A couple of months’ ago, I came across a hilarious blog post, First thoughts reading my first draft, on Alyssa Mackay’s website. It had me in stitches, so I browsed Alyssa’s other posts and saw she wasn’t a one-hit wonder—there were other entertaining posts, like this one on similes. So I messaged Alyssa and asked if she’d be interested in writing a piece for Writers in the Attic. She accepted, thankfully, and here it is. I hope you enjoy it as much as I did.
Alyssa Mackay is a writer, blogger and reviewer. She is currently working on her first novel, The Princess Murders, a mystery set in a semi-rural Queensland town. Alyssa works full time in a professional human resources role and squeezes in writing time in the evenings and on weekends. A licensed private investigator, Alyssa currently lives in Brisbane with her husband and their wacky rescue cat Lorenzo. She loves old buildings, is skilled at reaching the top shelf at the supermarket and spends too much time adding clothing to online shopping carts without checking out.
Alyssa Mackay: Me, Myself & Author
When Alyssa Mackay decided to become a writer, she thought her flair for spelling and understanding of sentence structure would set her on the right path to becoming a prolific novelist. But she’s about to realise it will take more than a thesaurus and a Distinction in a Year 12 English Competition to churn out a bestseller.
1980-something. As a little girl, Alyssa attends a school camp in bushland north-west of Sydney. Loath to participate in physical activities like abseiling, swimming and orienteering, Alyssa is overjoyed when the camp counsellor invites the children to play a word game. They are asked to choose an adjective beginning with the same letter as their first name, one that best describes them, and then pair it with their first name. The task is easy for Alyssa, who loves writing imaginative stories about horses, best friends and ghosts. She knows instantly, and ‘Authoress Alyssa’ is born.
But by the time she reaches high school, the fancies of her childhood have been replaced with practical issues—getting good grades, choosing the right university degree and finding a decent job.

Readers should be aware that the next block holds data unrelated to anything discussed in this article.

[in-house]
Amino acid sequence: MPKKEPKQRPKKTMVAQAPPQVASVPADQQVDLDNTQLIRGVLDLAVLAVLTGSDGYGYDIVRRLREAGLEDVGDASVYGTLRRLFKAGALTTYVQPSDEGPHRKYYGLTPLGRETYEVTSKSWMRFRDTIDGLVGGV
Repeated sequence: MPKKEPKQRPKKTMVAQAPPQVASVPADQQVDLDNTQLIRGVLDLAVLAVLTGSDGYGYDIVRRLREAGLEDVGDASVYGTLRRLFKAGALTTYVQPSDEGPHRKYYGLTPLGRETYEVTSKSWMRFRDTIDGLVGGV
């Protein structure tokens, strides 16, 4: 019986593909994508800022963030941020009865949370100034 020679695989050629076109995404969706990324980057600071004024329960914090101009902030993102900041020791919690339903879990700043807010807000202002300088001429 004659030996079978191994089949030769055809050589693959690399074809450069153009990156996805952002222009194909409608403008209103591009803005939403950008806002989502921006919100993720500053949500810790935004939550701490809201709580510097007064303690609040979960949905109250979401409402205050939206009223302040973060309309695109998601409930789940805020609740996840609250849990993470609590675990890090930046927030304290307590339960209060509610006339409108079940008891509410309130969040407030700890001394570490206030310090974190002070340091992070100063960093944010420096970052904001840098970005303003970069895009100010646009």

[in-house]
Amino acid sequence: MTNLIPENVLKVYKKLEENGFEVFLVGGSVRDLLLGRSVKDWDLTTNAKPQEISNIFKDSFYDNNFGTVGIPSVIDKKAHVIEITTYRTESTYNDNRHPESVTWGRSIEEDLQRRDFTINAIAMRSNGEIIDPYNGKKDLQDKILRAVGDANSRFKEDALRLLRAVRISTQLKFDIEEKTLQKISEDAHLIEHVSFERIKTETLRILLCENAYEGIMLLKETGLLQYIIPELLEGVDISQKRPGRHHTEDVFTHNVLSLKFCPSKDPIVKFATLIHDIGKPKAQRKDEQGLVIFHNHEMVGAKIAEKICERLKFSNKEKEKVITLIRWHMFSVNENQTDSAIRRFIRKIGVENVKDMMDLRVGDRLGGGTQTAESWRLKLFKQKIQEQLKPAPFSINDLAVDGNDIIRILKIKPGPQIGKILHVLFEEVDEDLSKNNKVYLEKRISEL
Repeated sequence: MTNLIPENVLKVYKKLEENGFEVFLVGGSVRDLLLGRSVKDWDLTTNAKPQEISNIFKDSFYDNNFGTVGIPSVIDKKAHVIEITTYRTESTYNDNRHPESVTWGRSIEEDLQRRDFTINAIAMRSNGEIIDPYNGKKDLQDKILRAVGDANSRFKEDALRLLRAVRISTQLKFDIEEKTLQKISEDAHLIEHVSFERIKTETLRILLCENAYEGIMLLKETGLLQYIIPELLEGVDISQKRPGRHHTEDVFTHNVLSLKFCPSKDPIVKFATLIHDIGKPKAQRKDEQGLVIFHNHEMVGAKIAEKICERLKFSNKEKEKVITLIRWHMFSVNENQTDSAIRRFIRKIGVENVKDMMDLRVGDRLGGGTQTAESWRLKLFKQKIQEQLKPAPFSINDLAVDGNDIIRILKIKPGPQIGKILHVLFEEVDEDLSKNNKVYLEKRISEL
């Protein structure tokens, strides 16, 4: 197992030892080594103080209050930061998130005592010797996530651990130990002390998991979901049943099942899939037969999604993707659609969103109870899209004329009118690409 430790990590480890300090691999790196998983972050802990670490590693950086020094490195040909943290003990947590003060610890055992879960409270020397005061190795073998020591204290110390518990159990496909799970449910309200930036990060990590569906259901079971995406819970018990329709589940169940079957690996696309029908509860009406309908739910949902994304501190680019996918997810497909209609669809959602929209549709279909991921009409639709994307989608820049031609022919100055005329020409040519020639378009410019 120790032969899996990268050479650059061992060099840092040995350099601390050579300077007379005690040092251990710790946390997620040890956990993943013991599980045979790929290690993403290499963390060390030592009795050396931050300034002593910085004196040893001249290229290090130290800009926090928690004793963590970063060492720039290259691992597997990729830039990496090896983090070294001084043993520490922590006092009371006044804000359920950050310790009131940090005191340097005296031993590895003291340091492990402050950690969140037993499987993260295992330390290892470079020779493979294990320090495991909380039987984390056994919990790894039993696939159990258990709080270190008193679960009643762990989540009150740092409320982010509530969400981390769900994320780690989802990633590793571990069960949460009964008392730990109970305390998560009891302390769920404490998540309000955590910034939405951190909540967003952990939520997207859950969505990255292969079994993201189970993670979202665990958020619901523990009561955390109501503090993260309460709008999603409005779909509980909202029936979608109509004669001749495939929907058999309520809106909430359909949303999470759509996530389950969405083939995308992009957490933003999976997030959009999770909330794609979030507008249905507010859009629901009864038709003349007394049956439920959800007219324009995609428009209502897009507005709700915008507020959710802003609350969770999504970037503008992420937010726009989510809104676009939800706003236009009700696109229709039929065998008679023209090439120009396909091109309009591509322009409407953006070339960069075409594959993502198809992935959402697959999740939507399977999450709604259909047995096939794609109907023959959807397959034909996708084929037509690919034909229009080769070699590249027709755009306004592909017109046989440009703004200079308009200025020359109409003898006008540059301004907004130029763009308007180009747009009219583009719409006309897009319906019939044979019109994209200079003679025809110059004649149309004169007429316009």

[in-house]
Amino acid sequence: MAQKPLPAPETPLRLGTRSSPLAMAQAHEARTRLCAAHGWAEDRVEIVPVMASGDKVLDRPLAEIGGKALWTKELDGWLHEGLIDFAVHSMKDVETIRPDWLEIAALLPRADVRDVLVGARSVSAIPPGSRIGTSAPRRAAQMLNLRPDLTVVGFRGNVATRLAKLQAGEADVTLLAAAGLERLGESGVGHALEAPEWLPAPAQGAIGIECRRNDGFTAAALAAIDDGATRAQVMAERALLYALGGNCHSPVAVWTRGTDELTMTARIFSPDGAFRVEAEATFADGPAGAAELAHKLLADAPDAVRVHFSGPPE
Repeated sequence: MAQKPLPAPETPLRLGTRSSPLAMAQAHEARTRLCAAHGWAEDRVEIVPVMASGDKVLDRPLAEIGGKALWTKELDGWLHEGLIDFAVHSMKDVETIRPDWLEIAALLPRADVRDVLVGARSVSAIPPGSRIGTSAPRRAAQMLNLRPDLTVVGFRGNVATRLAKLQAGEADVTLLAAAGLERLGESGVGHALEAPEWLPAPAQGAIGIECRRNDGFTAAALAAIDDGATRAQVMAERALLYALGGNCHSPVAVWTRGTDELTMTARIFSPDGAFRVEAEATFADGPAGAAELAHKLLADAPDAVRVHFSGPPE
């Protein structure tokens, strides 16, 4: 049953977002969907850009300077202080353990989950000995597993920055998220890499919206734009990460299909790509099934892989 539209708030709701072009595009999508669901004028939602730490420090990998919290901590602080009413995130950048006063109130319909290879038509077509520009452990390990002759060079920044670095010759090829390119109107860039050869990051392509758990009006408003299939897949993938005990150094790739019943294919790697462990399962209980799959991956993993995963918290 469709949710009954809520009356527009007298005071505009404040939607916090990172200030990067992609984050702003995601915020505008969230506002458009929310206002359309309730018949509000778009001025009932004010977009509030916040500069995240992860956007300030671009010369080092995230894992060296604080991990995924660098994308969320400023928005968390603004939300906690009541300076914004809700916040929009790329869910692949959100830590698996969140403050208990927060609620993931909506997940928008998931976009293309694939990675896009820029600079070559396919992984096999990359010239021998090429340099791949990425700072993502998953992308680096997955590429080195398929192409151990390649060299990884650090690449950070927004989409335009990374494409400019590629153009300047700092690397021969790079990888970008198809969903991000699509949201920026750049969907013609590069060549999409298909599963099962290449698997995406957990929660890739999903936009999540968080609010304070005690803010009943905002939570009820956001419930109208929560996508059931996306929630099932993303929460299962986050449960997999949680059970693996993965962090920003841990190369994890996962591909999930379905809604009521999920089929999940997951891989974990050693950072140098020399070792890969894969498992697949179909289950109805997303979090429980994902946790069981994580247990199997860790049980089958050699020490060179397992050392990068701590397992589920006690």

2016. Nearly thirty years later, Alyssa finds her way back to creative writing and is penning the first draft of her mystery novel, The Princess Murders. It’s an idea that’s been floating around the edges of her right brain for many years—a mystery about a clique of high school mean girls being bumped off and their deaths staged to look like well-known scenes from fairy tales. So she’s downloaded Scrivener and finally put fingertips to keyboard. But despite her initial intentions to ‘just write whatever’, she soon realises that’s not going to be enough for her. Alyssa wants to make this the best story it can be. And to do that, she is going to need help.
When Alyssa enrols in the Year of the Novel, an online course run by the Australian Writer’s Marketplace, her life is changed forever. Under the tutelage of bestselling writer, Natasha Lester, Alyssa learns about intriguing concepts—inciting incidents, midpoint reversals and the best place for backstory. She meets other writers in the course who have amazing ideas for stories. Soon she is addicted, enrolling in writing course after writing course, becoming involved in the online writing community and developing a website with a blog where she reviews books and talks about her thoughts on writing.
But writing a novel is harder than she thought it would be. The words don’t flow the way she expected them to and the scenes she’s written don’t sound anything like Agatha Christie, Liane Moriarty or any of the latest debut novels she reads. She sits at her laptop each night plagued with self-doubt. Can she really do this? Will anyone care about her little cosy mystery? Will her friends think she’s lost the plot?
After workshopping the first chapter and synopsis of The Princess Murders, Alyssa throws caution to the wind and enters a competition. She is shocked to discover she’s been shortlisted and realises that despite the lack of masterful similes and overuse of the words ‘nodded’ and ‘glanced’ in her manuscript, maybe she isn’t an imposter after all. But her burst of confidence is short-lived. She reads her first draft and is forced to acknowledge there is still more to learn—and she won’t stop until she has absorbed all of the knowledge.
Will Alyssa finish rewriting and editing her novel before her hair turns grey? Will she ever craft the perfect simile? Would she have been better off choosing ‘Astronaut Alyssa’? One thing is for certain, she’s not going to get anywhere without a positive attitude, a strong work ethic and a determination to stay grounded.
‘A gripping tale of one writer’s journey from spelling bees to similes,’ – The Page
‘I would option this story for a television series starring Nicole Kidman,’ – Reese Witherspoon’s distant relative*
*may not actually be related
If you’d like to share your story in Writers in the Attic, please contact me. As you can see from the stories already posted, the essays can be presented any way you like, and I don’t mind what you write about, so long as it’s to do with writing.
I’m booking into October, so if you’d like to squeeze in a post before the end of the year, please send it in soon!
600-1000 words is a good length, and I acknowledge the time and effort involved in writing these pieces by sending a small gift as a thank you.
If you have any questions or would like more information, feel free to contact me.